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hard asses    Kuduro is punk; a wonderful example of "Do it yourself". In developed countries, where reality offers different possibilities, the philosophy of DIY is mostly an attitude.

In other places such as Angola, however, DIY is not a philosophy but rather an essential element in the everyday fight for survival. There is no other choice. That's why the Kuduro music, just like Favela Funk, Reggaeton and other contemporary third world music is pure punk... Until we in the first world gets our hands on it, that is.
Strong mixture of rhythm
Kuduro is basically a massive mixture of traditional Angolan music, Sungura, Ragga, Semba and Afro Zouk rhythms added to European house and electronic techno beats. It first appeared in the 80s when Luanda producers started mixing the above mentioned music and rhythms as they showed off their DJ skills at dance halls and different party events. The new very danceable beat was a huge success. Kuduro music spread rapidly thanks mainly to Luanda candonga (bus) drivers. Musicians would give their music to the drivers and they would play it on their buses. If the passengers liked it, it would go on again and again, the passengers would eventually record the music and... if not, well, back to the drawing board for something new. Kuduro lyrics are simple and direct. Mostly sung in Portuguese, many other Angolan tongues are also used at the same time. There are no rules in Kuduro. It's all about mixing stuff. The country's socio-political situation is often focused on by musicians. This is probably why those in power are not exactly huge fans of the music.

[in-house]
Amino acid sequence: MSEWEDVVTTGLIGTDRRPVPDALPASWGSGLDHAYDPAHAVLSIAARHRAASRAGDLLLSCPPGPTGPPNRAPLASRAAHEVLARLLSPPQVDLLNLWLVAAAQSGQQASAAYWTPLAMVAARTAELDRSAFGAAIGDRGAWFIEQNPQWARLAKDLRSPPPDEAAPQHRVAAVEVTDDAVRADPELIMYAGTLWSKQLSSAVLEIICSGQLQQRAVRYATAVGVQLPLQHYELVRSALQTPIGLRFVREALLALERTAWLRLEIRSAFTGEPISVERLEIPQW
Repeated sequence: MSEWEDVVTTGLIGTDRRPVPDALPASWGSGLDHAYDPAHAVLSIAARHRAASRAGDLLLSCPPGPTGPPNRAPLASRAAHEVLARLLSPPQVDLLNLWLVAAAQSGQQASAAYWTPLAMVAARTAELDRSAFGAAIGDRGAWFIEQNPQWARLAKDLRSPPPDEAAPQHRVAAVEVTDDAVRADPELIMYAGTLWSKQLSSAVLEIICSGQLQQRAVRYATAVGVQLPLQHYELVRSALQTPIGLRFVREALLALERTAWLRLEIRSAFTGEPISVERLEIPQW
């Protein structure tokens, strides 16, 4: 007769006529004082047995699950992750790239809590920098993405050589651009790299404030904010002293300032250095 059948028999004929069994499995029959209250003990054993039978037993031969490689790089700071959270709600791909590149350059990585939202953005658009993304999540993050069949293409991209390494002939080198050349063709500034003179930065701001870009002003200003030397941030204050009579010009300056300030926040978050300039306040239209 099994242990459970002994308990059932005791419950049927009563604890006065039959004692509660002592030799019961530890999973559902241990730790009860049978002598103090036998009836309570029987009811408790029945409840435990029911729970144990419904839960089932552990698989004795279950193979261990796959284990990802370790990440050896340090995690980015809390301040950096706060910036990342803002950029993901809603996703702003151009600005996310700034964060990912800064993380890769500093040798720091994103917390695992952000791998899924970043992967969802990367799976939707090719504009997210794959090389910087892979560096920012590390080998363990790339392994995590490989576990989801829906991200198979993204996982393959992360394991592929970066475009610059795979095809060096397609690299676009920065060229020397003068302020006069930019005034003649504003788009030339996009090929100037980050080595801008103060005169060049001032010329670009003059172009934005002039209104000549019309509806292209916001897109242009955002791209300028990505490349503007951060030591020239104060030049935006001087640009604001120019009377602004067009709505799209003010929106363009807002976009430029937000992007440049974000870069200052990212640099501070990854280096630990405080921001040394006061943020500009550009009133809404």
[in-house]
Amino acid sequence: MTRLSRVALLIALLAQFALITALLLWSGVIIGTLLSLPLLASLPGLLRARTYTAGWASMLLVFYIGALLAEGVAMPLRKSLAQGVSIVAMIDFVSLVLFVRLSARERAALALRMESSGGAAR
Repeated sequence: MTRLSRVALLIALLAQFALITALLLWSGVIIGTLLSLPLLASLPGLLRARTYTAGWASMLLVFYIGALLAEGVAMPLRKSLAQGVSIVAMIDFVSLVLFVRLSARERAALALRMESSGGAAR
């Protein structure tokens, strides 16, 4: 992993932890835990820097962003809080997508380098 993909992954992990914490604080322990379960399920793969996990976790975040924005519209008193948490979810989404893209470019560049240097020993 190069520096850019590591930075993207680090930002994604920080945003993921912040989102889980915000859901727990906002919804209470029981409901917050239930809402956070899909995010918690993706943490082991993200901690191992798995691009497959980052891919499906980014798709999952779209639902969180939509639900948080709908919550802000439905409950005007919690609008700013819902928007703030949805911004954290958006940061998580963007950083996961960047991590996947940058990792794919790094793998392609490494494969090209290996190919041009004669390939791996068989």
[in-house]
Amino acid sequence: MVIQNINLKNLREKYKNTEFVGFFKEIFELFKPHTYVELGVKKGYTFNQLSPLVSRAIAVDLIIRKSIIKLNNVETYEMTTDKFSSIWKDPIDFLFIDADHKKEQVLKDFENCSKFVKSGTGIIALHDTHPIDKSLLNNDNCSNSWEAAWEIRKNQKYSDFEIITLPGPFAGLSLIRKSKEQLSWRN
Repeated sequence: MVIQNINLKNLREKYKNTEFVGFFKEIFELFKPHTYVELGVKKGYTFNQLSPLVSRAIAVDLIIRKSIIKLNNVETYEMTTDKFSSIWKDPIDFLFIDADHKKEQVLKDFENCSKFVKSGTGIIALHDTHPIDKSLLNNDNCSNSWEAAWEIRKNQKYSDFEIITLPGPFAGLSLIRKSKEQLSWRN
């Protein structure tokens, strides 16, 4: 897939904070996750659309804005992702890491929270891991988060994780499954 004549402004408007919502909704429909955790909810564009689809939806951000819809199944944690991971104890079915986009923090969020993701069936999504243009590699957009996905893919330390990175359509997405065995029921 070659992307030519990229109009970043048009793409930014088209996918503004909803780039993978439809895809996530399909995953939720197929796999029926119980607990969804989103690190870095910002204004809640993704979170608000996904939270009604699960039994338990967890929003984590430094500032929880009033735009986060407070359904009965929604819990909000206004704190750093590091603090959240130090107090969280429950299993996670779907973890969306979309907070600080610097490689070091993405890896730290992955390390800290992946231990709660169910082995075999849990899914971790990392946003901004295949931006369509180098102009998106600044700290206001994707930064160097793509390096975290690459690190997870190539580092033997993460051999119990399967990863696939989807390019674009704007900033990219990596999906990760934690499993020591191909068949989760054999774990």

Hard asses dancing
The word Kuduro is a combination of the words culo (ass) and duro (hard). The reason why is because when you dance to this music, you have to tense the cheeks of your bum (and according to one theory it's because the guy who came up the dance has a hard ass himself). Tony Amado, Kuduro "guru", says he first came up with the dance watching a Jean Claude Van Damme film. He realized his music and Van Damme's movements sat perfectly together and he based the dance movements on this. Kuduro dancing, nevertheless, really reaches the heights when it's danced by highly women. The moves are you basically stick your butt out, tense it, and you swivel your hips. We swear that there is not a man alive who can stop his blood rushing to his nether regions when confronted by the spectacle.

From Angoa to Lisbon...
From Lisbon to the world

Kuduro reached the poverty-stricken neighbourhoods of Lisbon via the local Angolan immigrant community. It quickly found its way into the dancehalls and street sound systems in the port area. Local musicians soon began to experiment with the music. The most well-known Kuduro band, Buraka Som Sistema, come from one of those barrios, Buraca. They are now to be seen at any huge festival anywhere in the world and they collaborate with artists like MIA. But they are not the only ones. Here you have a few more "hard asses" that might interest you: Helder, o Rei do Kuduro, DJ Manya, DJ SL, Daviz, Dog Murras, Tony Amado, DJ Nike, DJ Joao Reis, DJ Beleza, DJ Amorim, DJ Paulo Jorge, DJ Baby T, Sebem, Dj revolution, Dj znoobia, Bruno M, Puto Prata, Os F4, De Faya,...